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Typing With Your Brain

CmdrTaco posted more than 4 years ago | from the what-a-waste-of-the-force dept.

Input Devices 262

destinyland writes "This article asks, 'Why bother to type a document using a keyboard when you can write it by simply thinking about the letters?' A brain wave study presented at the 2009 annual meeting of the American Epilepsy Society shows that people with electrodes in their brains can 'type' using just their minds. The study involved electrocorticography — a sheet of electrodes laid directly on the surface of the brain after a surgical incision into the skull. ('We were able to consistently predict the desired letters for our patients at or near 100 percent accuracy,' explains one Mayo clinic neurologist.) And besides typing, there's new brain wave applications that can now turn brain waves into music and even Twitter status updates — by thought alone."

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262 comments

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Maybe I'm stating the obvious, but (2, Interesting)

Jeian (409916) | more than 4 years ago | (#30536844)

Maybe I'm stating the obvious, but I can think of a whole lot of ways where broadcasting what I'm thinking could be highly, ah, embarrassing.

Re:Maybe I'm stating the obvious, but (5, Funny)

pixelpusher220 (529617) | more than 4 years ago | (#30536874)

I really boobies don't know boobies what you are boobies talking about. boobies

Re:Maybe I'm stating the obvious, but (2, Funny)

girlintraining (1395911) | more than 4 years ago | (#30536960)

I really boobies don't know boobies what you are boobies talking about. boobies

Dude, press pause on the Slayers episode before posting. :P

Re:Maybe I'm stating the obvious, but (4, Funny)

Verdatum (1257828) | more than 4 years ago | (#30537398)

Of all the boobie-laden media out there you go with an oldschool anime reference? I commend you.

Re:Maybe I'm stating the obvious, but (1)

RJFerret (1279530) | more than 4 years ago | (#30537002)

Cause:

I really boobies don't know boobies what you are boobies talking about. boobies

Effect:

....accidents in cars cause people :-D

Re:Maybe I'm stating the obvious, but (1)

Sanat (702) | more than 4 years ago | (#30537238)

Reminds me of the old saying "If you drink... drive... don't park... accidents cause people."

Re:Maybe I'm stating the obvious, but (0)

Anonymous Coward | more than 4 years ago | (#30537012)

Yes, doctor, we highly respect your BWHAHAHAAAAAAAAAA Mayo roflcopter clinic.

Re:Maybe I'm stating the obvious, but (1)

AndrewNeo (979708) | more than 4 years ago | (#30537056)

I'd have a harder time getting it to just type "Mayo" instead of "mayonnaise" every time.

Re:Maybe I'm stating the obvious, but (0)

Anonymous Coward | more than 4 years ago | (#30537236)

I wonder if this would be equally true for all states of a person. For example, would a person who is stressed and in a hurry coincidentally have brain patterns that would be interpretted as a communication, even if not intended? Would such a thing be random characters, nonsense, or incoherent? Would pattern analysis (for example using a neural net, no pun intended) on the sequence of characters reveal behavioral bias? What would the implications be if the twitter account was hacked? Talk about having root! All your brain stem are belong to us!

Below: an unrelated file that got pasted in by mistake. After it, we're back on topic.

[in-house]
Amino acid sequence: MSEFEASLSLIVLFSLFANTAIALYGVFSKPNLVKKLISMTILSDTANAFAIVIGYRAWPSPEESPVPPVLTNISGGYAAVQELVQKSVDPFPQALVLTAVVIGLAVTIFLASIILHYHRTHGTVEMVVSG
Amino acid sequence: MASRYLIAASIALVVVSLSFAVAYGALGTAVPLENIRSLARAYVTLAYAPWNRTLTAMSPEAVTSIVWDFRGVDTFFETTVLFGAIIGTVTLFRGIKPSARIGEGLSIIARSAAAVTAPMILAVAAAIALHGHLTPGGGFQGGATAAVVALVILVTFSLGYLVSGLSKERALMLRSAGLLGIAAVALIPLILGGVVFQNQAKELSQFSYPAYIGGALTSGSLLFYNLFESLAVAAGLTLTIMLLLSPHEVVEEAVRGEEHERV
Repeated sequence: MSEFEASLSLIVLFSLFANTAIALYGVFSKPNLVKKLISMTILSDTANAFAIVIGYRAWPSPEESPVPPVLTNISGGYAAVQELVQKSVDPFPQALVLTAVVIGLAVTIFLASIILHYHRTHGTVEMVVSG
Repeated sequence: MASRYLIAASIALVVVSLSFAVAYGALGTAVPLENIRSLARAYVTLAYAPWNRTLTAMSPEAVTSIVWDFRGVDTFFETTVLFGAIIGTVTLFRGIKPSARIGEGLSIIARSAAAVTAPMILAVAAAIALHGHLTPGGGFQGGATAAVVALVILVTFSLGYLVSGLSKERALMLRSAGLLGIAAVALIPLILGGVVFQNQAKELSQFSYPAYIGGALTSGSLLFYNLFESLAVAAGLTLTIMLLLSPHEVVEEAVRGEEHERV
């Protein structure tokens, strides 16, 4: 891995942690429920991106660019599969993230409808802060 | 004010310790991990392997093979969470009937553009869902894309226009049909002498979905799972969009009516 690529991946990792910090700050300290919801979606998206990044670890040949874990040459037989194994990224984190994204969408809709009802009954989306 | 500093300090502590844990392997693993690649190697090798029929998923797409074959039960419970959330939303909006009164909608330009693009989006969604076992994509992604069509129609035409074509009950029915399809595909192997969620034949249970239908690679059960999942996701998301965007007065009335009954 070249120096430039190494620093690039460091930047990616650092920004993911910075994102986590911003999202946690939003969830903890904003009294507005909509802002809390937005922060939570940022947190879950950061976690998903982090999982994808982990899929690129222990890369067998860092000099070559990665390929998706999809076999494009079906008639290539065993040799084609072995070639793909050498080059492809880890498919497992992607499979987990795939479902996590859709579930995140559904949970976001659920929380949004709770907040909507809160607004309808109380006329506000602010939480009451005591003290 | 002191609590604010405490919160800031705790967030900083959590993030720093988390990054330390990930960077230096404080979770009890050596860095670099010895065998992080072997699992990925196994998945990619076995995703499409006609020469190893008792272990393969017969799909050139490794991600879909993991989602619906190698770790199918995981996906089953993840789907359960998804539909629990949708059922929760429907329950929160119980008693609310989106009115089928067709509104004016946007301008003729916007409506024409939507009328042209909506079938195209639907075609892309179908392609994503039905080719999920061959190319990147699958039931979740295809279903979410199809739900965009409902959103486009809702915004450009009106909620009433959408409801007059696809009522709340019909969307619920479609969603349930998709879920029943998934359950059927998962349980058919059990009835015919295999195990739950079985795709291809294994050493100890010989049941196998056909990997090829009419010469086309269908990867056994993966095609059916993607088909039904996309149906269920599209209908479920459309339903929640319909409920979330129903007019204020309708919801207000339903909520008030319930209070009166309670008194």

Re:Maybe I'm stating the obvious, but (1)

thewils (463314) | more than 4 years ago | (#30537286)

I was thinking more along the lines of this...
Voice recognition [msn.com]

Re:Maybe I'm stating the obvious, but (1)

Kamokazi (1080091) | more than 4 years ago | (#30536916)

I wouldn't be embarrassed, but the sexual harassment lawsuits would be unrelenting.

Re:Maybe I'm stating the obvious, but (5, Funny)

girlintraining (1395911) | more than 4 years ago | (#30537006)

I wouldn't be embarrassed, but the sexual harassment lawsuits would be unrelenting.

Why? Everytime you think of something sexual in that e-mail to your boss, you'll have to hit backspace. It's a positive feedback system. And I fail to see why this is a problem only for men -- if you knew half the stuff that went through the average woman's brain you'd probably crap a few bricks. Women make up for in detail what men do in quantity in that regard. ^___^ I'm not afraid my boss will find out... I'm worried my mother will.

Re:Maybe I'm stating the obvious, but (1)

AndrewNeo (979708) | more than 4 years ago | (#30537078)

Until you automatically think CTRL+Enter in your mind, then you're screwed!

Re:Maybe I'm stating the obvious, but (2, Funny)

girlintraining (1395911) | more than 4 years ago | (#30537106)

Until you automatically think CTRL+Enter in your mind, then you're screwed!

Control. Enter. hmmmmmmmmmm.... (smiles sweetly) I think that when I'm around my girlfriend all the time.

Re:Maybe I'm stating the obvious, but (1)

ArsonSmith (13997) | more than 4 years ago | (#30537164)

I tried

C:

but got dos'ed.

Re:Maybe I'm stating the obvious, but (1)

ArsonSmith (13997) | more than 4 years ago | (#30537190)

stupid filter, C:-enter

Re:Maybe I'm stating the obvious, but (2, Funny)

clone53421 (1310749) | more than 4 years ago | (#30537224)

See colon, then enter?

That sounds dirty.

Re:Maybe I'm stating the obvious, but (1)

clone53421 (1310749) | more than 4 years ago | (#30537174)

From your username, I’d have assumed it was the other way around.

Re:Maybe I'm stating the obvious, but (1)

girlintraining (1395911) | more than 4 years ago | (#30537392)

From your username, I'd have assumed it was the other way around.

From your comment, it's obvious you've never met a lesbian. Well, now you have.

Re:Maybe I'm stating the obvious, but (1)

Sulphur (1548251) | more than 4 years ago | (#30537344)

X-off

Re:Maybe I'm stating the obvious, but (2, Funny)

clone53421 (1310749) | more than 4 years ago | (#30537114)

And I fail to see why this is a problem only for men -- if you knew half the stuff that went through the average woman's brain you'd probably crap a few bricks

Sure, but the double standard would still ensure that the sexual harassment lawsuits against men would vastly outnumber those against women.